The Problem with Checklist Approaches Open Online Course


Another free, online course, Check-Please!  Starter Course, created by Mike Caulfield (and others) that you can copy and customize for your own use.

Mike Caulfield is the author of the Open Textbook “Web Literacy for Student Fact-Checkers”. If you’re looking for a good, easy to access resource on fact-checking and resource vetting, this is a good place to start!

From the course site:

“In this course, we show you how to fact and source-check in five easy lessons, taking about 30 minutes apiece. The entire online curriculum is two and a half to three hours and is suitable homework for the first week of a college-level module on disinformation or online information literacy, or the first few weeks of a course if assigned with other discipline-focused homework.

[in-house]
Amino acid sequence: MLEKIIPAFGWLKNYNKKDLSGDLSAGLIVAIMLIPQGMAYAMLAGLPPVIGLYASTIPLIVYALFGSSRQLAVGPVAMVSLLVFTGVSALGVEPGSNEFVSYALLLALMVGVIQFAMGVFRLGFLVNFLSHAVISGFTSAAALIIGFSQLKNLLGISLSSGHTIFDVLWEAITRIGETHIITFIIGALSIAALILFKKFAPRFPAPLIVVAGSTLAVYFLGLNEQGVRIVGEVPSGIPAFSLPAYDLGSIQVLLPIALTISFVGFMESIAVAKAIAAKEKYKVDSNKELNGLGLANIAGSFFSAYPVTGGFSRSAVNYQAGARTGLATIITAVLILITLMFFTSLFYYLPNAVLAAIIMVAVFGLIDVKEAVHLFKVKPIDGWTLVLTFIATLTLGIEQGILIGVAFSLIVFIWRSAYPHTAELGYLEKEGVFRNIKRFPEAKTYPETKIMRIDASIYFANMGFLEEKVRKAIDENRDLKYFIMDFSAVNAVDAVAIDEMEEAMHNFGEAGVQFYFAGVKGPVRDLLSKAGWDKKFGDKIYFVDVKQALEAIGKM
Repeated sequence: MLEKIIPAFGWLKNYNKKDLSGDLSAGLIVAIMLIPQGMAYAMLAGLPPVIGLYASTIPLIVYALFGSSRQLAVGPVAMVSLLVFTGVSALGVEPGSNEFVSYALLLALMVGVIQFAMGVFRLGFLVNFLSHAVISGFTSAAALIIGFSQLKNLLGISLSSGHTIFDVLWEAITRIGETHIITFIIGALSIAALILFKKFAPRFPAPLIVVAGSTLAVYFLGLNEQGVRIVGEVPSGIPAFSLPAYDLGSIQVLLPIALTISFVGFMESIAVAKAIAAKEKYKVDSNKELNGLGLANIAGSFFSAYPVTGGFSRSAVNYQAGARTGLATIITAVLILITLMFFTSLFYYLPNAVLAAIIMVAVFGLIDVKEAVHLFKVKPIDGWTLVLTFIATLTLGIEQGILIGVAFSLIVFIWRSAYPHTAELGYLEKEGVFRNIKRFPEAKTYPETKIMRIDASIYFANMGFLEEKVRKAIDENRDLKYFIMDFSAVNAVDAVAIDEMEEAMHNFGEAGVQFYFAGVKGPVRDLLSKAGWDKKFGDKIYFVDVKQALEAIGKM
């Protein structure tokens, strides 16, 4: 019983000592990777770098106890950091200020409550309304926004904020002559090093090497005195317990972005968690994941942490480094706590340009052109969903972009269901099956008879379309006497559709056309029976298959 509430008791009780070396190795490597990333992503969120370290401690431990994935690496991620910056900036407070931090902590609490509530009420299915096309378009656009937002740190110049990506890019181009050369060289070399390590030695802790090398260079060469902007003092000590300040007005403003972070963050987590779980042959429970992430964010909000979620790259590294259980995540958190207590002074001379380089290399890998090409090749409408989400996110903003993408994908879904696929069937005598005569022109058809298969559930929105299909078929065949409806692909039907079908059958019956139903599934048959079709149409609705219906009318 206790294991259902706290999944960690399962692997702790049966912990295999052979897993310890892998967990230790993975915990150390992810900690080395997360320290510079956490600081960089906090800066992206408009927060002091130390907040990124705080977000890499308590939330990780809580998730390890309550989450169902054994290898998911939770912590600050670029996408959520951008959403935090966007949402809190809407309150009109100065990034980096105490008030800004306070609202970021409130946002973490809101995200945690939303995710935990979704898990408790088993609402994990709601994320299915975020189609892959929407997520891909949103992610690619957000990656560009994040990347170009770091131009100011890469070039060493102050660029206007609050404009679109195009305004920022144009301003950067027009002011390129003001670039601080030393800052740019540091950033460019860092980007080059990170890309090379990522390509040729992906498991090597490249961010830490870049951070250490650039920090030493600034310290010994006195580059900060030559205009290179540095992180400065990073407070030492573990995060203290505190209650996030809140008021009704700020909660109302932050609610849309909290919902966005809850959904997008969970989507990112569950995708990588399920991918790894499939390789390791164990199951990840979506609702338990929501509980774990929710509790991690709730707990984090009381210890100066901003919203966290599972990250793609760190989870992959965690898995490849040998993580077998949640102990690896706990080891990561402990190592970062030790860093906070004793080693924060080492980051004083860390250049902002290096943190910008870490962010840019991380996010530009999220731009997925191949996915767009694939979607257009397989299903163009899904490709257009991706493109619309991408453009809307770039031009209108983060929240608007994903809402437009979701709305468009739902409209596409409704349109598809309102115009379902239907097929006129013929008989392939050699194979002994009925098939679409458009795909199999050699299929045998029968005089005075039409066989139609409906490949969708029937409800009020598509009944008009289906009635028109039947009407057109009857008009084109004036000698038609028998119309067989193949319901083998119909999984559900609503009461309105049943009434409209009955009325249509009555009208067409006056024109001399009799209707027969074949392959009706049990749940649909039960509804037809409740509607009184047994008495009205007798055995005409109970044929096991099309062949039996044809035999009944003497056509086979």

…This course will take you through the basics of quick source and claim-checking, and introduce you to our “four moves”, a series of actions to take when encountering claims and sources on the web.

These course materials can be used for self-study, as part of a formal course, or as a set of independent assignments to practice your skills.

The course is broken up into lessons, each of which can be completed in a single sitting. They take from 20 to 45 minutes, are composed of 5 to 15 pages, and include instruction and a series of exercises. While some exercises may seem repetitive, we recommend you complete them all, as the point is not just learning what fact-checking is, but building a fact-checking habit.”

To find out more about this course, here is an excellent blog post by Joshua Ell, Check Please Starter Course. My reactions and takeaways.